I just finished viewing a documentary about dark-skinned Black females, women with melanin magic, women with the gift of living close to the original chocolate flavor chosen for us all until swirled with vanilla. The documentary, Dark Girls 2, started as a lamentation of what it feels like to have a dark complexion
within the Black culture.  I was amazed at the entrenched pain the girls suffered growing up that continued to wreak havoc on their self-esteem as women.  I sat watching with a smirk on my face.  My smirk was all about you-know-who – me, Midnight.

Yes, that was one of my nicknames as a teenager.  I was given that name when I entered St. Thomas Apostle High School; before then, at Hyde Park, I was Teddy Bear, Black Beauty, but I really liked Midnight.  I loved being Black, having dark skin. What?!

You can’t tell me that spirituality is not important.  Growing up as a Catholic girl indoctrinated by the confidence of aspiring sainthood, (I’m not kidding), I had a big personality and exuded confidence.  It did not occur to me that I could be considered less-than because of my dark skin.  Unlike the girls I viewed in the documentary, I always thought something was wrong with people who could not see my beauty.  When my dance teacher said to the class, “OK, light girls to the front, and dark girls to the back,” I was confident that the teacher, Mr. Morrison, had lost his mind. I knew my worth and that I could really dance. (Anyway,  the main teacher, Sammy Dyer, loved me).   I remember my Aunt Ruth, who taught me her special moves, could not dance professionally because she was too dark.  Now that story saddened me. I guess looks have always been important to our culture. So let’s talk about looks

Me and brother, Bernie

In the land of colorism, there are different shades of Black, from light, almost white, to jet black.  I am next to jet black, definitely dark.  As a child, I looked like Buckwheat. Not in a bad way – in a true way.  My mom used to grease my face for the Chicago cold, and I wore ace caps like my brother.   That was my look until I began to blossom as a pre-teen. As a teen, I was centered with girls, most of who were a lighter hue, but I had my share of attention and was quite social; so skin color was not an issue.  I remember a beautiful girl that was brown-skinned (coffee-with cream brown) asking, “Does it look like I’m getting lighter?” And I heard girls I danced with talk about perspective boyfriends. “He can’t be darker than coffee with cream.”  I tell you I was mortified, not for me, but by them and for them!  Somehow I knew how shallow it was to base preferences and a person’s worth by their skin color. My boyfriends, husband, and now, Mr. K., were chosen from the inside, out.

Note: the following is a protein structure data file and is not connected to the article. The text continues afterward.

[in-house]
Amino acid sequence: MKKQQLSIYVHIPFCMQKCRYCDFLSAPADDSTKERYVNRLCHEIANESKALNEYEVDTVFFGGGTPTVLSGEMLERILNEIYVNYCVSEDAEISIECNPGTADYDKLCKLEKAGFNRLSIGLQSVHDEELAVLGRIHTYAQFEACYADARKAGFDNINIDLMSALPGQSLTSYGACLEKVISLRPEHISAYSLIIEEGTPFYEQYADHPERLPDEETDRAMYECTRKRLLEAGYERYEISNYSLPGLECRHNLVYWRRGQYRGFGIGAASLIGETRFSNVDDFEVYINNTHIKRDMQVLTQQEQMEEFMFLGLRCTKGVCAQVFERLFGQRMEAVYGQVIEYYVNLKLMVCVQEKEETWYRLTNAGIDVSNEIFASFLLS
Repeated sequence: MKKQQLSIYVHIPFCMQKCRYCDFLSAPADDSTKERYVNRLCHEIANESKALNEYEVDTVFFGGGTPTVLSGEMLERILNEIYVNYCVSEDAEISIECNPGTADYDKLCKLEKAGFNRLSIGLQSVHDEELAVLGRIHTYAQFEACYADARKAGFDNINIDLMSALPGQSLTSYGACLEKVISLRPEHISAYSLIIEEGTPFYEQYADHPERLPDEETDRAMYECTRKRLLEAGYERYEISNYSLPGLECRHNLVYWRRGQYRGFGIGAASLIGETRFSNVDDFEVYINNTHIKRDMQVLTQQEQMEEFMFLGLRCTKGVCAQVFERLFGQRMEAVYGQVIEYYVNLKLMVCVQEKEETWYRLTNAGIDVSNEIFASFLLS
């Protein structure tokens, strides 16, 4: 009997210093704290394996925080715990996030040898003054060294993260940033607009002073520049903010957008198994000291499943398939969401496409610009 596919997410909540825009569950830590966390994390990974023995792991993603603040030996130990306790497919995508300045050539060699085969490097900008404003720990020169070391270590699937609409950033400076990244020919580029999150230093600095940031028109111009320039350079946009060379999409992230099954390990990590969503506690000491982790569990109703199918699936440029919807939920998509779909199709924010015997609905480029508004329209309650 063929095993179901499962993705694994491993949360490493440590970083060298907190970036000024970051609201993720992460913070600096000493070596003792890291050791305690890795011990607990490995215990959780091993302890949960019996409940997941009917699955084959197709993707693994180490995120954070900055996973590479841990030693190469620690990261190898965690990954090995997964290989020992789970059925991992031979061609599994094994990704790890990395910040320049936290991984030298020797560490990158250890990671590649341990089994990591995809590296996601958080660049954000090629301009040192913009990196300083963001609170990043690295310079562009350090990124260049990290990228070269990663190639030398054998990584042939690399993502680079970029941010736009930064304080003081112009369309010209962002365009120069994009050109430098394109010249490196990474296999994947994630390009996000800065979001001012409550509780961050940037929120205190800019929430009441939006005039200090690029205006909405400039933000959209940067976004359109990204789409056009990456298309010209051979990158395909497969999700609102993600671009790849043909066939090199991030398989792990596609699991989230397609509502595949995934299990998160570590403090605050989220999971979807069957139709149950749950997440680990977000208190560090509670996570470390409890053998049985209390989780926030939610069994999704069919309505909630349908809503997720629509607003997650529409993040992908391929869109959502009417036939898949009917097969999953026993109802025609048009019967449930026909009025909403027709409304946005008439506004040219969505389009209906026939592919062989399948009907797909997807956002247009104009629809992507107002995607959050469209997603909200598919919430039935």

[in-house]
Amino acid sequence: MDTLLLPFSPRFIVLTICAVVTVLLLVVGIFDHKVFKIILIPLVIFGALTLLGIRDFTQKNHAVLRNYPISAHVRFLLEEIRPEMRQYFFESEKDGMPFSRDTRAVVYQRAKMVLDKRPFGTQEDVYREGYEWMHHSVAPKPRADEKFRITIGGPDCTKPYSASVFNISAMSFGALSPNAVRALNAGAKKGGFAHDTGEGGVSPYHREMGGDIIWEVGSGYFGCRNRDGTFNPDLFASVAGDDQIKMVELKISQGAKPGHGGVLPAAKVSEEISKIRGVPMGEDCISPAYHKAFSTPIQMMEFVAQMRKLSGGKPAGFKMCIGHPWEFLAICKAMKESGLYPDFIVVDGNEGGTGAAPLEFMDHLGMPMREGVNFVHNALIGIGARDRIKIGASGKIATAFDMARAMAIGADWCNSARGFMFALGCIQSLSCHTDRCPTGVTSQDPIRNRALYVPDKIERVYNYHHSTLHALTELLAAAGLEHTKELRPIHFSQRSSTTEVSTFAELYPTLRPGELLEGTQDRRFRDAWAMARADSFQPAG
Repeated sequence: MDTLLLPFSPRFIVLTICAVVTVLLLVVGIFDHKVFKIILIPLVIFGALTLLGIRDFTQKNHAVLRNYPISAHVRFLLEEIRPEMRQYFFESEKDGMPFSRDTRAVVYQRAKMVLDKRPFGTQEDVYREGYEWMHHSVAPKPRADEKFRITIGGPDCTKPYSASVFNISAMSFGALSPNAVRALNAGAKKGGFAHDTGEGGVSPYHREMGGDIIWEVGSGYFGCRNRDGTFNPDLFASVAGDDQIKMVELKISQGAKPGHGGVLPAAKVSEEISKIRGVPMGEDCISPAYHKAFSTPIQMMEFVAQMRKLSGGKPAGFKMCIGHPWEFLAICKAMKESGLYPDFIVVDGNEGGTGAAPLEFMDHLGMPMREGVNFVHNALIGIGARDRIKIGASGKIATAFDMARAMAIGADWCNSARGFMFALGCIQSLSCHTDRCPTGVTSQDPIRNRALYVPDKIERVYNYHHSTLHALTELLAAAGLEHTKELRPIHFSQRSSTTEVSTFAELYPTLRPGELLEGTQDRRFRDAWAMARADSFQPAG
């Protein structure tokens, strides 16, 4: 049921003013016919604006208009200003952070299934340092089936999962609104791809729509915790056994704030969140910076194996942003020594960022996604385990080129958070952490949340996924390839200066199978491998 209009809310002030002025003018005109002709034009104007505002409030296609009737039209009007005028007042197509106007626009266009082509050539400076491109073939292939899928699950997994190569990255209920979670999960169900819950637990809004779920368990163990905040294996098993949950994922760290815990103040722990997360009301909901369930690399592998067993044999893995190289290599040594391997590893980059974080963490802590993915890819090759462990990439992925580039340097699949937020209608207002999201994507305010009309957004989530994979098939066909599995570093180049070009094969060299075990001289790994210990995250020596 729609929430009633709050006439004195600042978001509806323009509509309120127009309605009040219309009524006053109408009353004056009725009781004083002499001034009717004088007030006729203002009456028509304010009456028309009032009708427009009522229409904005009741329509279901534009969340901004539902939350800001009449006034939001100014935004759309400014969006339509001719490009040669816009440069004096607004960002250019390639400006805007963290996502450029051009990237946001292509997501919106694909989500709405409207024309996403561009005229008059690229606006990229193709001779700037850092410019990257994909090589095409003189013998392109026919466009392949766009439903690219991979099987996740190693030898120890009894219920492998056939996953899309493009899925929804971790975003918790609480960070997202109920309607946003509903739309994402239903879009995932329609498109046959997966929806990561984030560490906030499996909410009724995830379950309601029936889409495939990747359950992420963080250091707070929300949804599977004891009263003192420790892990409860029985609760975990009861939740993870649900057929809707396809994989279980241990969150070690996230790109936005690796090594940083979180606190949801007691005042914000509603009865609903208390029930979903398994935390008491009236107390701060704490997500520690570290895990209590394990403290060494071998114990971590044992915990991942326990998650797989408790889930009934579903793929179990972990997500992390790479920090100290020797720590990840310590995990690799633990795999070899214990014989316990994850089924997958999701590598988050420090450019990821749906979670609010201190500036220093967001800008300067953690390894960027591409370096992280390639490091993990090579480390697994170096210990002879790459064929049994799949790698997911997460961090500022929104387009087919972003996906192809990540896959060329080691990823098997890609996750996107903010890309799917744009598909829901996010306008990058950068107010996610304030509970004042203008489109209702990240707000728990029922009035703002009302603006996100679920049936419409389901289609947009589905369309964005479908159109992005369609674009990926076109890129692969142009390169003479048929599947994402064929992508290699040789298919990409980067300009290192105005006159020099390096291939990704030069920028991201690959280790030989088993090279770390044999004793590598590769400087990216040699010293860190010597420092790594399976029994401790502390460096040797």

I was always teased for loving my skin. “You think you something ’cause you black!” And they were right.  Even before I knew the moniker,  Black to be beautiful or powerful,  I smiled when they called me Midnight.  I knew I had something unique, the splendor/magic described, and taught in the second half of the documentary. Now, y’all, get ready…I had to teach my deceased husband and kids about colorism too.  They got it from the other end.  Bob and Miles were “damned-near white,” and Camille was a “yellow girl.”

When I met Bob, he would be ready to fight if someone mentioned his color.  As a kid, he was taunted and called  “White boy.” Both his parents were very light-skinned, and his grandfather was mulatto.  I walked into a room to meet his father’s uncles, and they were white! I mean really light.  He told me that some passed for white. Bob couldn’t wait to tell me how Black he knew he was. I had to assure him that Black comes in many hues and that ignorant people didn’t deserve his ire. Growing up on St. Maarten, Camille felt bad because she wasn’t dark, like her mama.  To the rescue again, I assured her of her beauty. Miles also grew up on the island and color meant nothing to him at age 5.  But when we moved back to the States to Virginia Beach and someone screamed “Nigger!”  we had to teach him about race, but never discussed colorism with him. He still tries to wear twists, but can’t make them stick. What?!

Colorism is not unique to Black culture.  Unfortunately, most cultures aspire to be lighter, if not white, from Asians and Latinx to Africans.  White folks try to get dark or be Black, As an adult, I thanked my parents for somehow bolstering me against the trials of colorism. Documentaries such as Dark Girls 2, will be credited for making colorism transparent and for teaching how to empower girls of all shades.  In the ’60s when we heard “Black is beautiful,” it meant all shades of black; it still does.